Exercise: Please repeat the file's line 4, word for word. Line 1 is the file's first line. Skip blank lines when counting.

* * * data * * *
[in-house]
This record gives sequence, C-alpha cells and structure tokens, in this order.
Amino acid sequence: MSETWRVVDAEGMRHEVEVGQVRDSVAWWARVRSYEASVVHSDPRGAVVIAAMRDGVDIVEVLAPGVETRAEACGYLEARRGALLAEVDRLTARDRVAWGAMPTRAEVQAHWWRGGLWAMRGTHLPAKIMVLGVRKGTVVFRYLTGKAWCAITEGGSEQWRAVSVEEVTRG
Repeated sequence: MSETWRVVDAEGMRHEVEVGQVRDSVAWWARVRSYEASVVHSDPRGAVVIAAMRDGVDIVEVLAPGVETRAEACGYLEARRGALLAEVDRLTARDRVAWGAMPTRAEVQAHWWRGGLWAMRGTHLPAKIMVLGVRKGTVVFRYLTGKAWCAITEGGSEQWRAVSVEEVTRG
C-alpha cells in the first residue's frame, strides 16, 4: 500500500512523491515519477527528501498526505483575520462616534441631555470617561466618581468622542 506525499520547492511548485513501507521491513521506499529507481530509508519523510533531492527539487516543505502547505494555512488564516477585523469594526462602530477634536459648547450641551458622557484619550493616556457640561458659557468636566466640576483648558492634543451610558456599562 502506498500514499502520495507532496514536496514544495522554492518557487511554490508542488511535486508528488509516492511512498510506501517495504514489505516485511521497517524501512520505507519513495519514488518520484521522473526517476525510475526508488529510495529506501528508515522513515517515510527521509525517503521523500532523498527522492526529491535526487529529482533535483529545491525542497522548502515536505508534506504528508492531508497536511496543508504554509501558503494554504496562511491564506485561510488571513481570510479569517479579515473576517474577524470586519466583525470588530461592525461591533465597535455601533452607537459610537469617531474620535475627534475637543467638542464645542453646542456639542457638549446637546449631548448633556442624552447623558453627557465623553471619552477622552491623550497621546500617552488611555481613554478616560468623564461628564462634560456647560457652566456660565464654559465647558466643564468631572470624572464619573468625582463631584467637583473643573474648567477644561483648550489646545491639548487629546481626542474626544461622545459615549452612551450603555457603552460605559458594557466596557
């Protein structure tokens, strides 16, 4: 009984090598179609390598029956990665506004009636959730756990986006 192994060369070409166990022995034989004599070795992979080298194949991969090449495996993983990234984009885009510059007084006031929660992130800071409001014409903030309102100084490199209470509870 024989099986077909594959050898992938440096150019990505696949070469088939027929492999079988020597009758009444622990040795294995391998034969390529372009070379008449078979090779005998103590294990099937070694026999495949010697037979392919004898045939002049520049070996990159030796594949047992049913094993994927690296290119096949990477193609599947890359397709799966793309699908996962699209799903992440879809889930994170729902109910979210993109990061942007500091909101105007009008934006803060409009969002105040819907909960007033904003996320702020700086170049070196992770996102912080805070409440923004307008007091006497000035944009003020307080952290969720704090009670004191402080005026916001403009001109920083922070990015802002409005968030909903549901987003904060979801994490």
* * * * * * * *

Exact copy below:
Repeated sequence: MSETWRVVDAEGMRHEVEVGQVRDSVAWWARVRSYEASVVHSDPRGAVVIAAMRDGVDIVEVLAPGVETRAEACGYLEARRGALLAEVDRLTARDRVAWGAMPTRAEVQAHWWRGGLWAMRGTHLPAKIMVLGVRKGTVVFRYLTGKAWCAITEGGSEQWRAVSVEEVTRG